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Comments

Hi Jean-Luc Nice review - the comparison shots are really useful. Overall, I'm glad I didn't run out and buy the kit - I'm not particularly interested in the wing-fold, and that seems to be its principal value... All the best Rowan
DEC 19, 2009 - 05:20 AM
My thought exactly: The wingfold might make this kit worthwhile. Note the Eduard kit is the best but is far from a sinecure: -Very slight lack of chord on the -5 windshield. (I smash moulded a new one, but the fit to the Eduard fuselage of my part is very tricky as a result of the slight extra armourglass slope and the consequent overall chord I added) -F6F-3 winshield's quaterlight forward side window very inaccurate.(Far too tall vs lenght) -Landing gear legs far too long. -Tires too skinny. -Prop totally absurd, especially the undersized no-detail spinner: Tamiya F4U-1D prop an excellent substitute. -Cowling "smile" a valiant and generally sound effort, but too rounded overall, especially on the bottom lip which can use being thinned squarer; the middle separation lip needs to be thicker-edged with more profile inner and outer radius to sort of match the top cowl profile radius. All this is fixable but the resin D-Mold cowling is the best: Very hard to find though. Still a very fixable kit despite all the problems, and an unusually delicate touch on the true thinness of the kit's spine cross-section, which you hardly ever see on almost all kits. Absolutely eautiful engraving/riveeting that really has to be seen. A few challenges but still one of Eduard's best, and by far the best starting point for an F6F out there... Note I know little of the Hasegawa kit, but that never looked "right" enough for me to even purchase, so... Gaston
DEC 20, 2009 - 10:47 AM
Hi Jean-Luc Thanks for your detailed review. It's quite interesting how some companies shine in detail in some kit areas but completely trash the effort on another area. I thought about getting this kit in the past but I will go with the Eduard version instead. Great review.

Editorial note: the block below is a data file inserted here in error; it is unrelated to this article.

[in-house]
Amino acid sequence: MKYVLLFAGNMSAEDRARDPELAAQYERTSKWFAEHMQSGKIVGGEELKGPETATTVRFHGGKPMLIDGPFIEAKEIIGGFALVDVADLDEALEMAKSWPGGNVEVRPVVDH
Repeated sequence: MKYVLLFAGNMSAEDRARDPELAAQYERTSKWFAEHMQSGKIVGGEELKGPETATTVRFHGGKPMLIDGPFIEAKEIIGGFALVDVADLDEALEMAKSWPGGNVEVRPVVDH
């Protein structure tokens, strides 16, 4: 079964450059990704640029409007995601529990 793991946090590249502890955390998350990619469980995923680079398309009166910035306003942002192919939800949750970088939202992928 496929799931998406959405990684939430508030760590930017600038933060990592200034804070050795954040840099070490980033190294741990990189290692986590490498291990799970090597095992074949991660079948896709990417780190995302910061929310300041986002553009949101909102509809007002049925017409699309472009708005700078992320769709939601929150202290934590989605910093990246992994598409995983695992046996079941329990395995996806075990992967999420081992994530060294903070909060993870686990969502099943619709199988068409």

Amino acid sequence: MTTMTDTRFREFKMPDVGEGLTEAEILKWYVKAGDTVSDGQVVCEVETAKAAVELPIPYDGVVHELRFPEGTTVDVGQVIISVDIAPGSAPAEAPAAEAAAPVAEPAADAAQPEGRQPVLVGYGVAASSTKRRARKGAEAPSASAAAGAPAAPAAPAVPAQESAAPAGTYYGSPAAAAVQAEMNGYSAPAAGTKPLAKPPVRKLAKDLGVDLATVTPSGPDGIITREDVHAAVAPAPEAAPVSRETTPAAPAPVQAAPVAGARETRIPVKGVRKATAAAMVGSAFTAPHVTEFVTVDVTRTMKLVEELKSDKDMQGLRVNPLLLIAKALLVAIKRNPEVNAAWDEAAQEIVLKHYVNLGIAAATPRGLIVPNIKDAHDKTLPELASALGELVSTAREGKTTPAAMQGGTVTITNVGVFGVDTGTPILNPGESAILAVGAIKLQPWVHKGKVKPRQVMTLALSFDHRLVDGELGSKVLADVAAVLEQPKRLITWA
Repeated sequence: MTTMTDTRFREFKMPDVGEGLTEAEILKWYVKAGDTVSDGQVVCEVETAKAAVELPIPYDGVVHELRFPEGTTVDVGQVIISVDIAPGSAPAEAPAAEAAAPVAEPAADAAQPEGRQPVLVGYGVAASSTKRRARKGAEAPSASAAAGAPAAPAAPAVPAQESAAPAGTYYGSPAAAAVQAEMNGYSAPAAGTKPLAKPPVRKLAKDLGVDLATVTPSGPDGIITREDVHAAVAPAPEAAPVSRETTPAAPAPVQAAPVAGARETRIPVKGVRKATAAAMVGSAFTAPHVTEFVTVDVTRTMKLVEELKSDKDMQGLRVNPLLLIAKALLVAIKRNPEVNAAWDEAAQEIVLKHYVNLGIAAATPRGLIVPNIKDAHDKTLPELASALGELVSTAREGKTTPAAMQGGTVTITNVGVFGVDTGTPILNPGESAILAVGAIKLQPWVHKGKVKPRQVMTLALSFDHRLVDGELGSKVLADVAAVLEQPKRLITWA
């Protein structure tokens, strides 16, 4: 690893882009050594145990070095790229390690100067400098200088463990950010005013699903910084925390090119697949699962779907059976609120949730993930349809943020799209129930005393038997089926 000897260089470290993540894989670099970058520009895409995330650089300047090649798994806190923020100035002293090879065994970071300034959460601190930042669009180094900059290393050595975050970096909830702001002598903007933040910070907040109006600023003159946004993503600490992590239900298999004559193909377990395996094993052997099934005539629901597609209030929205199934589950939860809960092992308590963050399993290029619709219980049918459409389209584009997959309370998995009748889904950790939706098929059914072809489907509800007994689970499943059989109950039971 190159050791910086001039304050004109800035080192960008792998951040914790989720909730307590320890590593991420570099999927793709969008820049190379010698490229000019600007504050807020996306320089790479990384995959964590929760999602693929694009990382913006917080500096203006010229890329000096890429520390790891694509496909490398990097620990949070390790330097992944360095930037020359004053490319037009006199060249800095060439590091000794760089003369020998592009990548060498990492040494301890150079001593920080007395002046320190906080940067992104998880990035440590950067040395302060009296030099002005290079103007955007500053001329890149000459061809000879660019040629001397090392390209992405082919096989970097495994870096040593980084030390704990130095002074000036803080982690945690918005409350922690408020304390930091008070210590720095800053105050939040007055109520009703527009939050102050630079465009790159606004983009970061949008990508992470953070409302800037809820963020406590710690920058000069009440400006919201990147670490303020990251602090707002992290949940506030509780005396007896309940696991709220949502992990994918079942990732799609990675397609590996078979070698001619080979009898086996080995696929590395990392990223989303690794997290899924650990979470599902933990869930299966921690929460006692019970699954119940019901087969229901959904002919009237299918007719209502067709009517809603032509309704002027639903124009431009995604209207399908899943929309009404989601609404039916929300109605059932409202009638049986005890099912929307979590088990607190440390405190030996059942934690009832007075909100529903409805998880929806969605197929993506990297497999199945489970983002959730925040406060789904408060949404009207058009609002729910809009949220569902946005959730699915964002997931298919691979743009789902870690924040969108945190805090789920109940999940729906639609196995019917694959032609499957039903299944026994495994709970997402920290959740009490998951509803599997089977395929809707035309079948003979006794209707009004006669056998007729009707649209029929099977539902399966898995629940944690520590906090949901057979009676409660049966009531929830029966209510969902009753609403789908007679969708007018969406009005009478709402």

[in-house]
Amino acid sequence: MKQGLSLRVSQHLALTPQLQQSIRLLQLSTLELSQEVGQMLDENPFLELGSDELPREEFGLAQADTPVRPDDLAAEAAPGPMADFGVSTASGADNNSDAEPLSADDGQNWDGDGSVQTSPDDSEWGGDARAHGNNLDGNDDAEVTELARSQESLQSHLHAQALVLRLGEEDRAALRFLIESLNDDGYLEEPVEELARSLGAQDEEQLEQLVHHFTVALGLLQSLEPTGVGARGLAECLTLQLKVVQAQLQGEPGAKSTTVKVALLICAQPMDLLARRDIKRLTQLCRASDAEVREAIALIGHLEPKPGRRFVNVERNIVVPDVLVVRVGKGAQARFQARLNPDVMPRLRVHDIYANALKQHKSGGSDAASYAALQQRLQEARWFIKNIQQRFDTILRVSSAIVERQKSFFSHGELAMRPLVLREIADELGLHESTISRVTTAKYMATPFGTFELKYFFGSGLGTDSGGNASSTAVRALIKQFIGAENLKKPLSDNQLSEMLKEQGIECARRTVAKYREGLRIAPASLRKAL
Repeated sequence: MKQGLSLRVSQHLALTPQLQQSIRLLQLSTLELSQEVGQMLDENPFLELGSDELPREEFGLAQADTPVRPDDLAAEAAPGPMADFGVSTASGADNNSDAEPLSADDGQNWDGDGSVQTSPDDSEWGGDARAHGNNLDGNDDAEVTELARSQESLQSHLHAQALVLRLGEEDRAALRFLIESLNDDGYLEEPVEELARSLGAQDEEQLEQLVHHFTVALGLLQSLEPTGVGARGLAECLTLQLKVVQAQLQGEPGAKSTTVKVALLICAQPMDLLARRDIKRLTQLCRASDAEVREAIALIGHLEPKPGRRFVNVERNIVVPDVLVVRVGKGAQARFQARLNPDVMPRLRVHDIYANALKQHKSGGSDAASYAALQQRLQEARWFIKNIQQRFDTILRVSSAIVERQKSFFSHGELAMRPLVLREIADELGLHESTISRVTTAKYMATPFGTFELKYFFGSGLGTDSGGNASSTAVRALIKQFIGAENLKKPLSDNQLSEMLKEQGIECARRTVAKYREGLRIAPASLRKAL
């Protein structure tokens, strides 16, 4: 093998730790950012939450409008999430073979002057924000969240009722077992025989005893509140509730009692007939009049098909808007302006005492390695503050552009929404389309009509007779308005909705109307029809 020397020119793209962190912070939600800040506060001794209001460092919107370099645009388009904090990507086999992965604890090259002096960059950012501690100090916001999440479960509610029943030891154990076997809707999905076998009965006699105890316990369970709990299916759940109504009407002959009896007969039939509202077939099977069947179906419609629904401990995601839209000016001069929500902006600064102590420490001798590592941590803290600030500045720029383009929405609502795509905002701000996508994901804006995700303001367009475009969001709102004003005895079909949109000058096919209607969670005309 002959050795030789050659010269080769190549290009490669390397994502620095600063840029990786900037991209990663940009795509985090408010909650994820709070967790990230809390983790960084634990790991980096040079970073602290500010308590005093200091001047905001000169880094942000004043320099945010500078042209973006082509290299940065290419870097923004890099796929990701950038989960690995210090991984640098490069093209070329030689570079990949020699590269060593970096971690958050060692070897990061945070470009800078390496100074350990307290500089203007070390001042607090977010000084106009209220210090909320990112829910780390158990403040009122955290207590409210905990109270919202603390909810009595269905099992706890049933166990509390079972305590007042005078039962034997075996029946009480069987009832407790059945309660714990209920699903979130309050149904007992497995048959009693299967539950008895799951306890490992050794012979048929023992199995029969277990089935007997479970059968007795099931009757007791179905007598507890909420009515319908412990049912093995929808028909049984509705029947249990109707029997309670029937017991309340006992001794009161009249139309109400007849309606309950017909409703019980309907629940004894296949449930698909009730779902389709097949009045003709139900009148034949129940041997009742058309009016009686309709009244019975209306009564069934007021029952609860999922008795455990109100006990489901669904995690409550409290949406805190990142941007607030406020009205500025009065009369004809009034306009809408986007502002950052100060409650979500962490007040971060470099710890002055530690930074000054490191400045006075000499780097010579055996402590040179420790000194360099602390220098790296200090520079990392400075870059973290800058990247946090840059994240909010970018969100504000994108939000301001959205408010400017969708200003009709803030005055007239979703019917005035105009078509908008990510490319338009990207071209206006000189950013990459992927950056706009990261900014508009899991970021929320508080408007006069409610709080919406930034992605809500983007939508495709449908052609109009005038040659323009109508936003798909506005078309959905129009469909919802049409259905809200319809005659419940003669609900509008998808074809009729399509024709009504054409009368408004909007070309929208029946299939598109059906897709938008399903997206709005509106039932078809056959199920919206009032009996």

NOV 06, 2010 - 01:54 AM
Hi Ernie, I'm glad that you found this review helpful. It seems Hobby Boss have copied the Trumpeter 1:32 scale kit as it has the exact same "too big cockpit" problem. It is obvious on this model which I saw at the Thionville Expo... Jean-Luc
NOV 08, 2010 - 09:02 PM
I want to add my 2 cents to your review of the 1/48 Hobby Boss Early F6F-3. I've been involved with a Grumman Cat group build on one of the modeling websites. I'm building the Arii/Otaki 1/48 F6F -3 , which is also an early _3. I wanted to do one of the cat mouth fighters from the Princeton and in my research, found that all the VF-27 ,USS Princeton's Hellcats were late -3s. This kit would be inaccurate for a VF-27 Hellcat for the same reason as the Arii kit, although simple to correct. You would need to eliminate the bulges over the exhaust stacks on the side of the cowl as well as the lower cowl flaps. Just trim/sand off the bulges on the cowl. Replace with small pieces of sheet plastic if necessary . Fill in the panel lines of the lower cowl flaps and scribe an extension to the panel lines along the lower portion of the cowl. The rear quarter windows would still be correct for the late F6F-3.
JUN 24, 2011 - 04:25 PM